The reason cellulose sulphate may have increased vulnerability to HIV was revealed by Pedro Mesquita of Albert Einstein College of Medicine at Yeshiva University, New York. His findings were also reported at the recent CROI Conference – see here for that abstract.

Mesquita incubated uterine epithelial cells and reconstituted vaginal tissue for 18 hours with one dose of nonoxynol-9 (N-9), cellulose sulphate, PRO 2000, and tenofovir gel, and also for repeated periods of two hours apiece. He measured tissue integrity by a technique called transepithelial electric resistance (TER), whereby resistance drops as cell architecture is damaged, and imaged the tissues using confocal microscopy, in which different proteins are stained with different fluorescent dyes.

In cells repeatedly incubated with N-9, TER dropped to zero after one day, and with cellulose sulphate after two days. PRO 2000 produced a 40% drop in TER by the time of microbicide removal, but levels recovered to normal after it was removed, unlike with the other two gels. Tenofovir gel produced no drop in TER.

Confocal microscopy showed that cellulose sulphate and N-9 selectively destroyed a protein called desmoglein, This is one of a group of hook-like proteins called cadherins that literally stitch cells together, and loss of these proteins causes tissues to become ‘leaky’. PRO 2000 and tenofovir gel did not have this effect.

This was shown to enhance HIV transmission by allowing diffusion of virus across the epithelium (the mucous membrane), as shown by measuring the HIV p24 protein. In cells treated with N-9, 25 nanograms per millilitre (billionths of a gram) of p24 diffused across cells and in cells with cellulose sulphate, ten nanograms. There was no viral translocation with the other two microbicides.

Prolonged incubation over 18 hours with cellulose sulphate also produced a previously-missed inflammatory response. Cells treated with cellulose sulphate developed threefold higher levels of the cell activation marker nuclear factor kappa B (NFkB), a molecule also associated with HIV proliferation. There was even a small degree of inflammation caused by PRO 2000, as indicated by other cellular markers, though not NFkB.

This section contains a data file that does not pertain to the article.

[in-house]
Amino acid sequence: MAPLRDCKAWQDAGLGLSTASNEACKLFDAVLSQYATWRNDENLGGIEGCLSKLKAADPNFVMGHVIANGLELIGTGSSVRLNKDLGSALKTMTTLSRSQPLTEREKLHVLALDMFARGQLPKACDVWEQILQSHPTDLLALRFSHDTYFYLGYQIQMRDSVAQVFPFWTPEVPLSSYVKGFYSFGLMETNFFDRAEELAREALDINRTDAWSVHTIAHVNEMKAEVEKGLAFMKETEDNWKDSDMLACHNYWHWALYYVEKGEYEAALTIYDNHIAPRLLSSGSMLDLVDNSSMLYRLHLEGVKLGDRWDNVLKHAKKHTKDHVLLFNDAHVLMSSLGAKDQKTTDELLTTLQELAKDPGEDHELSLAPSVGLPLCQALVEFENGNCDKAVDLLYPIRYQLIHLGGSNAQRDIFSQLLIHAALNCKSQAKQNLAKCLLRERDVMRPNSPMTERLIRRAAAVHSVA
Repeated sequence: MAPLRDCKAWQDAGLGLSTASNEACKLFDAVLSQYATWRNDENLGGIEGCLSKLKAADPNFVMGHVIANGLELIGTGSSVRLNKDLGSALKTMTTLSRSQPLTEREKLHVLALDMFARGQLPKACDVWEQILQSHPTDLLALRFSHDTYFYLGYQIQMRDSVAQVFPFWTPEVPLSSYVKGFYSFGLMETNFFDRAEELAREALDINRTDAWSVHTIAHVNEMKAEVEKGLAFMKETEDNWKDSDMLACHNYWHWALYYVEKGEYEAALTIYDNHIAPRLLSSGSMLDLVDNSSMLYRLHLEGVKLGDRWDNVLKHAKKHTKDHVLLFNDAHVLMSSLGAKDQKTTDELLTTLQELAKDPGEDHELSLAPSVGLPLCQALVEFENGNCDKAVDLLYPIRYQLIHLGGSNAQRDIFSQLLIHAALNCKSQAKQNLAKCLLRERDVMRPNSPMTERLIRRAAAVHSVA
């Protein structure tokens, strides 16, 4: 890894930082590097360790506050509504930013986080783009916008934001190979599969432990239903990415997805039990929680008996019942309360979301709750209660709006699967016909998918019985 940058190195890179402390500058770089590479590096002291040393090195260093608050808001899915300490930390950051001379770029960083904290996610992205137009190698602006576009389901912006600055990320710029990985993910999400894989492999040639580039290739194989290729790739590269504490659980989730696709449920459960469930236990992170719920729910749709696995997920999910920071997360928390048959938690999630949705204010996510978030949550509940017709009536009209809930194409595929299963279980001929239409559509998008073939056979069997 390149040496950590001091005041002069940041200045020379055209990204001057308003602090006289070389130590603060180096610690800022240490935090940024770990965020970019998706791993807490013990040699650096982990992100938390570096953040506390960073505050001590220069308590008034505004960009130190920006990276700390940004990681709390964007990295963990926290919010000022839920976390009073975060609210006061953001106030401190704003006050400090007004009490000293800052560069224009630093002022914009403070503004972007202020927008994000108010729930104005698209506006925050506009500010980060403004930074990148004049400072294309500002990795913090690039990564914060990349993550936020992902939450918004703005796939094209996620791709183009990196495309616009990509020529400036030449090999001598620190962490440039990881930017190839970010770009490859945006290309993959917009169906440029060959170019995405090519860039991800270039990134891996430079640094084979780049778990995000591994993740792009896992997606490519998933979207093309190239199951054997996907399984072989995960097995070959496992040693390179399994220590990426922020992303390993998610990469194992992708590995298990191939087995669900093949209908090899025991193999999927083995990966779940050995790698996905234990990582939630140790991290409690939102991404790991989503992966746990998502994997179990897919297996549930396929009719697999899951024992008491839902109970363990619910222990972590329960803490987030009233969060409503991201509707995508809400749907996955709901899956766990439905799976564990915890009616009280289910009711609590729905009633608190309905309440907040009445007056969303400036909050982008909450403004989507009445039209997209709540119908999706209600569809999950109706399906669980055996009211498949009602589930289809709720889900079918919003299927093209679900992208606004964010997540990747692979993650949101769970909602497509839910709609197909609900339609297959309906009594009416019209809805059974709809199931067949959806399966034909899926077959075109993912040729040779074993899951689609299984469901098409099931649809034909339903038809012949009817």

These changes would have been unlikely to be observed using the toxicity assays in safety trials prior to the current phase III trials, and Dr Mesquita recommended that his assays become standard practice in future.


Govinden R. The effect of randomized controlled trial of 6% cellulose sulfate gel on vaginal HIV transmission: Durban site. Microbicides 2008 Conference, Delhi, abstract BO7-521, 2008.

Saifuddin M. Intravaginal administration of 6% cellulose sulfate (CS) gel prevented systemic infection in rhesus macaques in a multiple dose R5/X4 SHIV vaginal challenge model. Microbicides 2008 Conference, Delhi, unnumbered late-breaker presentation, 2008.

Mesquita PMMO. Disruption of the epithelial barrier by cellulose sulfate: development of a model to assess microbicide safety. Microbicides 2008 Conference, Delhi, abstract AO10-415, 2008.

Community Consensus Statement on Access to HIV Treatment and its Use for Prevention

Together, we can make it happen

We can end HIV soon if people have equal access to HIV drugs as treatment and as PrEP, and have free choice over whether to take them.

Launched today, the Community Consensus Statement is a basic set of principles aimed at making sure that happens.

The Community Consensus Statement is a joint initiative of AVAC, EATG, MSMGF, GNP+, HIV i-Base, the International HIV/AIDS Alliance, ITPC and NAM/aidsmap

This content was checked for accuracy at the time it was written. It may have been superseded by more recent developments. NAM recommends checking whether this is the most current information when making decisions that may affect your health.

NAM’s information is intended to support, rather than replace, consultation with a healthcare professional. Talk to your doctor or another member of your healthcare team for advice tailored to your situation.